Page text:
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Lilac 'Madame Lemoine'
Item SY085

Lilac, 'Madame Lemoine' – This is a French hybrid lilac that forms a wide spreading plant. Dense panicles of marvellously fragrant, double white flowers in May and June and heart-shaped, fresh-green leaves. This elegant white lilac is perfect for a sunny mixed or shrub border. Growing a late-summer flowering clematis through the branches is a good way of enhancing the shrub after it has flowered.

Lilacs have an aroma many associate with feelings of "home" or other pleasant memories. The clusters of fragrant purple flowers that adorn the lilac bush in the late spring mean summer is just around the corner. They make a wonderful cut flower and look great with peonies or roses. The Lilac is a very common ornamental plant in gardens and parks, because of the attractive, sweet smell of its flowers. It grows best in a sunny location.

The Lilac is a reliable spring-flowering shrub for cold winter landscapes. They are excellent as a specimen/accent or in small groups, shrub borders, hedges or screens. Lilacs are also great for cottage gardens and as margins of woodland gardens. Great cut flower. If you want to attract Hummingbirds and Butterflies to your landscape, lilacs are a great choice for this. The characteristics that make these species so visually appealing – showy flowers, winter color – are some of Nature's most powerful draws for the animal kingdom. Turn your yard into a naturally balanced eco-system! You're sure to enjoy these plants for a lifetime. They provide food, shelter and nesting. Plant your backyard sanctuary today!
Lilac_MadameLemoine

Lilac_Madame_Lemoine

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Size: 4" pots (Root established)

Hardiness: Zones 3-8

Exposure: Full Sun

Common: Lilac 'Madame Lemoine'

Botanical: Syringa vulgaris

Family: Oleaceae

Height: 8-10'

Spacing: 6-12'

Foliage: Heart Shaped, Dark Green Leaves

Flower: White

Bloomtime: May and June

Attracts: Hummingbirds, Butterflies

Pests or Diseases: The plant grows in shade but flowering is poor and powdery mildew is likely.

Notes: Easily grown in average, medium moisture, well-drained soil in full sun. Tolerates light shade, but best bloom is in full sun. Intolerant of full shade. Prefers moist, fertile, organically rich, slightly acidic to slightly alkaline soils with good drainage. Avoid soggy soils. Needs good air circulation. Prune as needed immediately after flowering. To the extent practicable, promptly remove faded flower panicles before seed set. Best grown in cool summer climates. Not recommended for planting in the hot and humid conditions of the deep south in USDA Zones 9-10. Promptly remove root suckers, particularly on grafted plants, to maintain plant appearance and prevent unwanted colonial spread. Propagate by cuttings in spring.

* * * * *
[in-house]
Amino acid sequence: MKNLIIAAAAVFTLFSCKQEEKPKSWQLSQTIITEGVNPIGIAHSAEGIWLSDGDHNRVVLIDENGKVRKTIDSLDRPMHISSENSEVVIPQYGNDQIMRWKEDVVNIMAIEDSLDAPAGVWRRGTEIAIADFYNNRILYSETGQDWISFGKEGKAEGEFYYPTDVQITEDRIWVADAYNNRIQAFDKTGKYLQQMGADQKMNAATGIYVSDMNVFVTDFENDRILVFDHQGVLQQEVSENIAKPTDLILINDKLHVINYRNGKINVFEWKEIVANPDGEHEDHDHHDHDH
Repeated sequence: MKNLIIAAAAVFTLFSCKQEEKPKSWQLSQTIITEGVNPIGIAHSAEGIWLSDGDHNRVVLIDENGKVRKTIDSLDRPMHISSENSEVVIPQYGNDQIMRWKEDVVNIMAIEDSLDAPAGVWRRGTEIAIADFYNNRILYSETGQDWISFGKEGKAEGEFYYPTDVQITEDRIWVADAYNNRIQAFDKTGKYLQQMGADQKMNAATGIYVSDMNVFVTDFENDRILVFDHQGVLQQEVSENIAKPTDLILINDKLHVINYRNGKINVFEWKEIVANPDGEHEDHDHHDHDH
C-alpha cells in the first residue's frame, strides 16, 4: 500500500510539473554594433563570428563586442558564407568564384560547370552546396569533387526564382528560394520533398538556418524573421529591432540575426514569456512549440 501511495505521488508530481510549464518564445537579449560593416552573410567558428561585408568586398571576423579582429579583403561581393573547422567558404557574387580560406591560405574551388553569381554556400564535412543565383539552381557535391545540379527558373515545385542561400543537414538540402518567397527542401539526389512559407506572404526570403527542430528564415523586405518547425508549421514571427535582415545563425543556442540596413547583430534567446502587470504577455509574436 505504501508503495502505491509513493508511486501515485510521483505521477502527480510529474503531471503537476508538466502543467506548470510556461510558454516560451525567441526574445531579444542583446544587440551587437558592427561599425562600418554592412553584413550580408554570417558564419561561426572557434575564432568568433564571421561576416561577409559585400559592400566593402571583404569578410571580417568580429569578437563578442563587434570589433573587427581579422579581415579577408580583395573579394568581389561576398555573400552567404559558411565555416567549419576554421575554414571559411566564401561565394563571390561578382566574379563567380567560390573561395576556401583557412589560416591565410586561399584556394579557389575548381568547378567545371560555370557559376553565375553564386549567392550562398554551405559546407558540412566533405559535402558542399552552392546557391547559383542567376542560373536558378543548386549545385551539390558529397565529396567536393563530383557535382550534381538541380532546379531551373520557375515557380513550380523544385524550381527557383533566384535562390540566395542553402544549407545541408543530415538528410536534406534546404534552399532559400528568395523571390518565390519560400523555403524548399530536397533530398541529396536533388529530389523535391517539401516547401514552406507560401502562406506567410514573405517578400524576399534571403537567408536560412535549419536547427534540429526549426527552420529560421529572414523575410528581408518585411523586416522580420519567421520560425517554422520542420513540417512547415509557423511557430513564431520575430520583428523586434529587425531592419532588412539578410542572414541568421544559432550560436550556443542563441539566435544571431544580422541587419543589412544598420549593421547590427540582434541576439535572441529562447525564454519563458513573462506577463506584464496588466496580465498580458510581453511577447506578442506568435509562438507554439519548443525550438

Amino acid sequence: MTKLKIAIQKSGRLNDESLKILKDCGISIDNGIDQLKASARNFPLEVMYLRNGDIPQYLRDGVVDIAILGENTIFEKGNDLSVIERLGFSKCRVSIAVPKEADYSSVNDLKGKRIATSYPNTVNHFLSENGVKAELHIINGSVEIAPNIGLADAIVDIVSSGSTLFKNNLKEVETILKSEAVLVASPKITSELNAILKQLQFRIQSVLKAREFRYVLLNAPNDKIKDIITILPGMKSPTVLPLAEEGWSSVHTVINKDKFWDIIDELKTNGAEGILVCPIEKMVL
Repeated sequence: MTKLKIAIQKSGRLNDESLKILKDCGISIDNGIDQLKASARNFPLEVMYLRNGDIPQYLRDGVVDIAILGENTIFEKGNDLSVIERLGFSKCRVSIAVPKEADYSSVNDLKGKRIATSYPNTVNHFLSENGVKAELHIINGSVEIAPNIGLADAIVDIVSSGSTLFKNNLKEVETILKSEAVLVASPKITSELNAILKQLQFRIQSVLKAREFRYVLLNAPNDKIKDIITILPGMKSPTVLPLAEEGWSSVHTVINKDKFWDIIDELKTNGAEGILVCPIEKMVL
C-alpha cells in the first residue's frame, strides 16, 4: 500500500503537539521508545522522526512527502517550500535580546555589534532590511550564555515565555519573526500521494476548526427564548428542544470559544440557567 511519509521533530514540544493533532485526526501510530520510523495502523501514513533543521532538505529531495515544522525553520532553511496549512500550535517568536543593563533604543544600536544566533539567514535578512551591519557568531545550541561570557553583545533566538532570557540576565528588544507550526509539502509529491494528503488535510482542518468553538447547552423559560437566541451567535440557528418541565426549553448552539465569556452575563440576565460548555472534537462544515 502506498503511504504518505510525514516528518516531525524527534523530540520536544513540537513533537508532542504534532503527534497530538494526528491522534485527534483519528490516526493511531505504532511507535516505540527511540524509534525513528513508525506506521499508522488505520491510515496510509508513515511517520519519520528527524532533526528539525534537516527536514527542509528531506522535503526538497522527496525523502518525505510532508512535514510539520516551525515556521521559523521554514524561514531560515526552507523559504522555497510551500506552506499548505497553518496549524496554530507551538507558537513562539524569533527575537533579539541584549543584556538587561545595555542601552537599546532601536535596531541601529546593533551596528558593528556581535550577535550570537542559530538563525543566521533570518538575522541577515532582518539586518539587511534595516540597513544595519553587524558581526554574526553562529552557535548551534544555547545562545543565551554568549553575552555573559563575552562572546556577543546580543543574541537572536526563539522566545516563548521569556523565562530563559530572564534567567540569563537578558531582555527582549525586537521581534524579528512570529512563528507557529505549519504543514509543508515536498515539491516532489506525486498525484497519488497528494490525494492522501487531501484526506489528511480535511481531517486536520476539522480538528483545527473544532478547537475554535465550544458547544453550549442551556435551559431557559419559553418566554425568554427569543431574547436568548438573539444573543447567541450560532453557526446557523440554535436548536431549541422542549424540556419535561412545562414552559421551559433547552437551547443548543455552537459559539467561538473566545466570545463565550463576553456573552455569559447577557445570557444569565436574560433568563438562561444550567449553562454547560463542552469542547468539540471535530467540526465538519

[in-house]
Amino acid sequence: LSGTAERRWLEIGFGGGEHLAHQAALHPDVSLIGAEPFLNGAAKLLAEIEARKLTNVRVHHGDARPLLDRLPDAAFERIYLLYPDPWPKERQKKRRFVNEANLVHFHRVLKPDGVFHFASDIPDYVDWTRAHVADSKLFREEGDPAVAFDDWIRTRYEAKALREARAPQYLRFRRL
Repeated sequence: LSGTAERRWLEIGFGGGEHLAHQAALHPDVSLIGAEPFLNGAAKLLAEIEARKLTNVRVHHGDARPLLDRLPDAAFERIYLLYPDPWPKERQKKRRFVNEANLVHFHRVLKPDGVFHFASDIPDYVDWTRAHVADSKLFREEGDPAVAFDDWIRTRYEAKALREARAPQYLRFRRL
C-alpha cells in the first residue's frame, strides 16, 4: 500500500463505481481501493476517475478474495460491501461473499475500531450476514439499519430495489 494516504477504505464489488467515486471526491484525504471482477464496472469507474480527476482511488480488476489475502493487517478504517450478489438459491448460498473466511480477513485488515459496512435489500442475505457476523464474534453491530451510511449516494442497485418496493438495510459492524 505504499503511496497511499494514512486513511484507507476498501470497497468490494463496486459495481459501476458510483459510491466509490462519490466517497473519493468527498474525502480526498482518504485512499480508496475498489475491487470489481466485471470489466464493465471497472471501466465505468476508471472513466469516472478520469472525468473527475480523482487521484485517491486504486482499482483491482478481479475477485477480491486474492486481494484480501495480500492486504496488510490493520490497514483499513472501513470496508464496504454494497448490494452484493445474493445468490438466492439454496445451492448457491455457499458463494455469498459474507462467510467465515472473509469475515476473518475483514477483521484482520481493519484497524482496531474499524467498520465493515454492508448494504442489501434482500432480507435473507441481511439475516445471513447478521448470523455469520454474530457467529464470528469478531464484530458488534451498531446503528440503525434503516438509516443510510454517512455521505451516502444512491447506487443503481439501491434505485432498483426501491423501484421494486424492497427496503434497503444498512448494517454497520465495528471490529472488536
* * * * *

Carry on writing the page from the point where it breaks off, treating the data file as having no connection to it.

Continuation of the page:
Planting instructions: Easily grown in average, medium wet, well-drained soil in full sun. Tolerates light shade, but best bloom is in full sun. Prefers rich, moist, neutral soils. Needs good air circulation. Dig a hole large enough to encompass the roots without bending or circling. Set the plant in place so the crown (part of the plant where the root meets the stem) is about 1-2 inches below the soil surface. Cover with soil to the original soil surface and water thoroughly. The Lilac transplants easily.

Lilac Characteristics: Syringa vulgaris, commonly known as common lilac, is an upright, multi-stemmed, suckering, deciduous shrub in the olive family that typically matures to 12-16' (20') tall with a spread to 8-12' (15') wide. Numerous cultivars have been introduced over time in both single and double-flowered forms. Cultivars extend the range of available flower colors to include shades of white, cream, rose, magenta, pinkish-purple, lavender, light blue and purple. It is native to open woodlands, rocky hills and scrubby areas in southeastern Europe, but has been widely cultivated throughout Europe (beginning in the late 1500s) and North America (brought over by colonists in the early 1600s). It is particularly noted for its mid to late spring (May) bloom of very fragrant, tubular, 4-lobed, lilac to purple flowers (each to 1/3" long) which bloom in large conical to narrow-pyramidal panicles (to 6-8" long). Flowers give way to loose clusters of smooth, brown, flattened, dehiscent seed capsules (each to 3/ 4" long) which persist into winter if not removed. Glaucous, opposite, pointed-ovate to heart-shaped leaves (2-5" long) are dark gray-green to blue green. No fall color. Bark is gray to gray-brown.


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